Fire Safety in India: Indian Bromine Platform celebrates fire safety week - Let's talk bromine
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Fire Safety in India- Indian Bromine Platform celebrates fire safety week

Fire Safety in India: Indian Bromine Platform celebrates fire safety week

The Fire Safety week is observed between April 14-20 every year, under the umbrella of the Fire Adviser, Ministry of Home Affairs, Govt of India. The occasion is dedicated to paying respect to the lives lost due to a freighter explosion on April 14, 1944, at the Victoria Dock in Bombay.

In India, fire accidents were responsible for approximately 1.8% of all accidental deaths in 2019. According to data published by the National Crime Records Bureau (NCRB), a total of 11,037 cases of fire accidents were reported in the country in 2019 resulting in 10,915 deaths in the same year and 441 injuries. A majority of these incidents (over 60%) were reported in buildings.[1]

Figure 1: Average number of Fire Deaths per year (India vs USA and Asian Peers), 2014-18

Average number of Fire Deaths per year (India vs USA and Asian Peers), 2014-18

Source: World Fire Statistics 2020, Center for Fire Statistics (CITF)

Already reeling under the severe pressure of COVID 19, vaccine manufacturing companies and hospitals have also been impacted by such incidents. A major fire incident at a key COVID 19 vaccination manufacturer’s facility in Pune, damaged property worth USD 130 million (~ INR 1000 crores) and claimed 5 lives.

An incident at a COVID 19 hospital in Bharuch on 1st May 2021[2], resulted in 18 casualties. Other examples include incidents at Virar on 23rd April, 2021 and in Raipur on 18th April, 2021 which resulted in 15 and 5 casualties respectively.  As many as 93 patients, mostly COVID 19 patients, have died from 24 hospital fire incidents since August 2020[3], most of which have been due to short circuits in electrical panels and overloaded electrical equipment like ACs.

Fire incidents can cause a lot of damage to life and property as can be seen from the above examples. Hence, it becomes essential to identify the root cause and address them. Major causes of fire can be attributed to electrical short circuits, cooking gas cylinder bursts, fireworks, firearms, etc.

Figure 2: Number of fire incidents, 2019 (by cause)

Figure 2: Number of fire incidents, 2019 (by cause)Source: Accidental Deaths and Suicides in India 2019, National Crime Records Bureau, Ministry of Home Affairs

Almost 20% of all fire incidents recorded by the National Crime Records Bureau were caused by electrical short circuits. Underlying reasons for these incidents are majorly due to poor equipment, non-maintenance of critical equipment and flouting of safety norms laid out while using appliances with these sources of energy. Electrical fires are generally caused by ill-maintained wires, bundled up together, resulting in short circuits or due to overloading. The National Building Code, published by the Bureau of Indian Standards, lays down the basic guidelines for construction, maintenance and fire safety of structures.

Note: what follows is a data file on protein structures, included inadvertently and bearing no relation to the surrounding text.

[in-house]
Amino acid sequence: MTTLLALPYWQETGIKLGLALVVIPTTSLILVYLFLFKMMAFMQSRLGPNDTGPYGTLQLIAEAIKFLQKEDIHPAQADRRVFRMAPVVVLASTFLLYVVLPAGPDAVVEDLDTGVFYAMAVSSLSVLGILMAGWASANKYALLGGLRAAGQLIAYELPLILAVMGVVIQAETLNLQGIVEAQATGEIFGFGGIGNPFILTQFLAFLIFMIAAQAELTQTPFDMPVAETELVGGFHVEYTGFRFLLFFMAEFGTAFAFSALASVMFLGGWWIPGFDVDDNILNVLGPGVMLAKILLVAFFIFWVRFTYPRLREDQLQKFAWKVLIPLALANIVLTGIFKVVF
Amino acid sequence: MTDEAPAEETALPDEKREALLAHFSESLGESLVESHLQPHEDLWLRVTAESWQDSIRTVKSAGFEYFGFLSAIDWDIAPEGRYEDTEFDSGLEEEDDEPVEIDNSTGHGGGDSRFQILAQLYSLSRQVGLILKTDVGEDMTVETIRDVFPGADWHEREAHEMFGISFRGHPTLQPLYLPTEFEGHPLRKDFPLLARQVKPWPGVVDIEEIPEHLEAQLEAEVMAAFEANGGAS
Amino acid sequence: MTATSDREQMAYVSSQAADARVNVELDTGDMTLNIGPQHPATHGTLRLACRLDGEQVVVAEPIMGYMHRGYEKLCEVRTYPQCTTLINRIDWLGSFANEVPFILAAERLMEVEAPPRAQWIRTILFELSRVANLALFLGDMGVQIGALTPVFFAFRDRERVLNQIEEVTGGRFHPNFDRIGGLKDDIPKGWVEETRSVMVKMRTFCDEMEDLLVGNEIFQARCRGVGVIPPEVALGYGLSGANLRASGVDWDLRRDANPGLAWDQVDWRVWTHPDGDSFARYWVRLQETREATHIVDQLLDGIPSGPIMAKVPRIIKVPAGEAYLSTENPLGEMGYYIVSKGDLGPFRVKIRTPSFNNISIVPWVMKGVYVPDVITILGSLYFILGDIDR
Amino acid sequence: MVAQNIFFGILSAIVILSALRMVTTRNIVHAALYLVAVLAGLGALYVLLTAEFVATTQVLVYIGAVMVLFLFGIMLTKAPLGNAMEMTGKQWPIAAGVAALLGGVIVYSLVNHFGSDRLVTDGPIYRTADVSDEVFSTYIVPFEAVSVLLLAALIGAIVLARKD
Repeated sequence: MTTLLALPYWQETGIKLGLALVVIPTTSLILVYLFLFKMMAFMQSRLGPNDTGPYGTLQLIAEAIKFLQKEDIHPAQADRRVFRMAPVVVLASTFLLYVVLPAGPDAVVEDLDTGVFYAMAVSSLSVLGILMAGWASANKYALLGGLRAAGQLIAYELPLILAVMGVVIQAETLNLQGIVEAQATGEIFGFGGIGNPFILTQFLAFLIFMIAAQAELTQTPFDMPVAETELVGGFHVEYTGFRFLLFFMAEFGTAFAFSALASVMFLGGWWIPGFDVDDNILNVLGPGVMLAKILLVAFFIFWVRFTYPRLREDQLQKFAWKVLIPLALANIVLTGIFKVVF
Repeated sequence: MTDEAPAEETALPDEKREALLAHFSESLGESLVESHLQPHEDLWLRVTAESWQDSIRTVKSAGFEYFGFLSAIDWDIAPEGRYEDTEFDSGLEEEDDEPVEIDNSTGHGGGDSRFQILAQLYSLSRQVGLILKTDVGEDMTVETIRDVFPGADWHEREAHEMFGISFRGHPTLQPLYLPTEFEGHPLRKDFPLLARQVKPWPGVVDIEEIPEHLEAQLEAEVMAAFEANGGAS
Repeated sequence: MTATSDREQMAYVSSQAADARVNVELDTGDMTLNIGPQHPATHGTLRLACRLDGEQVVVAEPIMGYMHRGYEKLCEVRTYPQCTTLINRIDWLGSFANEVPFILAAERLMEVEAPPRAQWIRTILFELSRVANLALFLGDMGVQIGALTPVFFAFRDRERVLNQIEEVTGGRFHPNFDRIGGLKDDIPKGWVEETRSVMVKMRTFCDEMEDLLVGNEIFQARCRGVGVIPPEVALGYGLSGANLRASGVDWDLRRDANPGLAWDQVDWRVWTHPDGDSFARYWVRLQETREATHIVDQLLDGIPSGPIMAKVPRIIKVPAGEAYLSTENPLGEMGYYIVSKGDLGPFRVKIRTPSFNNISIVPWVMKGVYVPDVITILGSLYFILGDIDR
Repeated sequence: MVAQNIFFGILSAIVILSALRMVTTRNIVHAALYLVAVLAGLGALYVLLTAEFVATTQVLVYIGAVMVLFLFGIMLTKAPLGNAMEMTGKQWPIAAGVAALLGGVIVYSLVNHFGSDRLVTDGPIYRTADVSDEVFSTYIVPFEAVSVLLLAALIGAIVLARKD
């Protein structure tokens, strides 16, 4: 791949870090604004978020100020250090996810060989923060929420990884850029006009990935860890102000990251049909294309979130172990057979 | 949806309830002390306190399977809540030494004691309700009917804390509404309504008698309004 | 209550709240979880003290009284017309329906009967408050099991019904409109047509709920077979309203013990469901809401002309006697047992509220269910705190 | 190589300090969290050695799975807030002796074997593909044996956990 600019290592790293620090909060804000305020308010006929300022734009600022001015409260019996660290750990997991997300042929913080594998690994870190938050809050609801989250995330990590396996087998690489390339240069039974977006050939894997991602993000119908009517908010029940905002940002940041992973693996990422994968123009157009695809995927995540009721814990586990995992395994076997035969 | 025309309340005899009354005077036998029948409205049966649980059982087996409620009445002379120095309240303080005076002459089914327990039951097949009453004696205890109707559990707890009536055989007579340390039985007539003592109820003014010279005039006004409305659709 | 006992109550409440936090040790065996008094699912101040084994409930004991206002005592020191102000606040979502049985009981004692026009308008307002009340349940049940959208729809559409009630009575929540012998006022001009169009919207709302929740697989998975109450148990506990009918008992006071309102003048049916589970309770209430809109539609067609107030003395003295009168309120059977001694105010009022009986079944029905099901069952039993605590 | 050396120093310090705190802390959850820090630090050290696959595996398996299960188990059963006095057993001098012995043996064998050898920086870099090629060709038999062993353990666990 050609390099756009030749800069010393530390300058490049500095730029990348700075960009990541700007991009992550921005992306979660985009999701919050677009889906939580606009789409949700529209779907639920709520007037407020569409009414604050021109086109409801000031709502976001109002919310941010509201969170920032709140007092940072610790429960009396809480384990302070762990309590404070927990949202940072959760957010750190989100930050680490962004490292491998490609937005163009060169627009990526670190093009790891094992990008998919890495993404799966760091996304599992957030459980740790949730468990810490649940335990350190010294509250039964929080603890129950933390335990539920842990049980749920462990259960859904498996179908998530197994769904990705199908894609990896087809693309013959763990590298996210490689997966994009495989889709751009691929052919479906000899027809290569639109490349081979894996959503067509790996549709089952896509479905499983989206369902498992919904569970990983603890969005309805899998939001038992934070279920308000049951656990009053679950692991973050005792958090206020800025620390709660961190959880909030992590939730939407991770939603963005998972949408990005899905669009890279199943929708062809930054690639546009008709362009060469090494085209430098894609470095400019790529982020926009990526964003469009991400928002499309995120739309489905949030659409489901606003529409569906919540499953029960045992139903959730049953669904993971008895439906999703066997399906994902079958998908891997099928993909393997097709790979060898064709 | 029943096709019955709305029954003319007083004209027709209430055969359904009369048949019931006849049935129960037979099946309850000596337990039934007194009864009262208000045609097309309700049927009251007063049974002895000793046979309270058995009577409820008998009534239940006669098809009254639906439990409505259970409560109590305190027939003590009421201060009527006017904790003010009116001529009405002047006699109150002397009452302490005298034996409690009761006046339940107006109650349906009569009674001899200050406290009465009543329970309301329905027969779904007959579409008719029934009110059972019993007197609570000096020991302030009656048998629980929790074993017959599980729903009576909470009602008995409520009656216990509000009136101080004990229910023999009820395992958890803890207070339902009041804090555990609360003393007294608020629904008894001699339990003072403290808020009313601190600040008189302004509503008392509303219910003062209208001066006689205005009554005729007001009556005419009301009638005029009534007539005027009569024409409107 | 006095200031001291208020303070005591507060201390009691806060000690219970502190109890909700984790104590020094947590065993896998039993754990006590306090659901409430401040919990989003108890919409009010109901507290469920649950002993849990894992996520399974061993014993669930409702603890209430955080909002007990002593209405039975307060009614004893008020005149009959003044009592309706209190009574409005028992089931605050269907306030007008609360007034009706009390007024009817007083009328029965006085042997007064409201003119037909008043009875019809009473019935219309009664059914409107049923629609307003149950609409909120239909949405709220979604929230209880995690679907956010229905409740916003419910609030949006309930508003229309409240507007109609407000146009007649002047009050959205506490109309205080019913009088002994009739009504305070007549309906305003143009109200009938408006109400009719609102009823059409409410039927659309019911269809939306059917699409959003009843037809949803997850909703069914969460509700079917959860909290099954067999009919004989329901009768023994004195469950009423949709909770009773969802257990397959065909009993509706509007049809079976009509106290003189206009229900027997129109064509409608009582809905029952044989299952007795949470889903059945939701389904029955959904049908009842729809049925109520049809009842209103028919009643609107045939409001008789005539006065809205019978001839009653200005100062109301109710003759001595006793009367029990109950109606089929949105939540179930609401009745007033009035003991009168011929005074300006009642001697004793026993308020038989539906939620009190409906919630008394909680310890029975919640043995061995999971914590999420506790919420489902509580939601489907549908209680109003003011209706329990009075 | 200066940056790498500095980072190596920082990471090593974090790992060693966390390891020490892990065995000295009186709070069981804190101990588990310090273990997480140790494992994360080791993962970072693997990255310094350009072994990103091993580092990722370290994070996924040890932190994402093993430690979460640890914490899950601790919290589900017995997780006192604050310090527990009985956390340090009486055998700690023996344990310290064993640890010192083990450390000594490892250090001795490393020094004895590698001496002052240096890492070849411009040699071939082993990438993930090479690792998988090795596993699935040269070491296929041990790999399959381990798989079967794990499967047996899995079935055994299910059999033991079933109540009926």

Understanding the fire triangle is critical in eliminating these sorts of incidents. Three elements are critical for fires to sustain – Fuel or the combustible material, heat and oxygen. Oxygen is abundant in the air and accidents result in heat generation, thus can’t be controlled. Therefore it is the fuel or the combustible material which can be addressed.

Figure 3: The fire triangle

The fire triangle

The application of flame retardants can be used to prevent these incidents. These are substances that are added to the combustible materials that prevent fires from starting or decelerate the spread of the fire. They add an extra layer of protection and increase the escape time to minimise lives lost. Their major applications include plastics, textiles and electrical and electronic components.

The International Bromine Council (BSEF) along with the Indian Chemical Council (ICC) is trying to address these issues through the formation of the Indian Bromine Platform (IBP).  Several initiatives by the IBP include engagement with Fire Safety related stakeholders, development of the “Bromine Bluebook” which includes the best practices on bromine handling for the industry, creation of safety related collateral and conduction of workshops for best practice sharing. The IBP members are also part of the ‘Nicer Globe’ programme run by the ICC that enables safe transportation of chemicals across the country. Through such initiatives, BSEF and India’s bromine industry are working together to establish a strong foundation for the safe use of bromine in India.

Bromine has a wide variety of applications such as fire safety, mercury emission control, water treatment etc. Please refer to the link here to learn more about fire safety and the role played by bromine for the same.


[1] Accidental Deaths and Suicides in India 2019, National Crime Records Bureau, Ministry of Home Affairs

[2] 18 dead in fire at COVID 19 hospital in Gujurat, The Hindu, May 02, 2021

[3] Explained: Behind frequent hospital fires in India, The Times of India, May 05,2021

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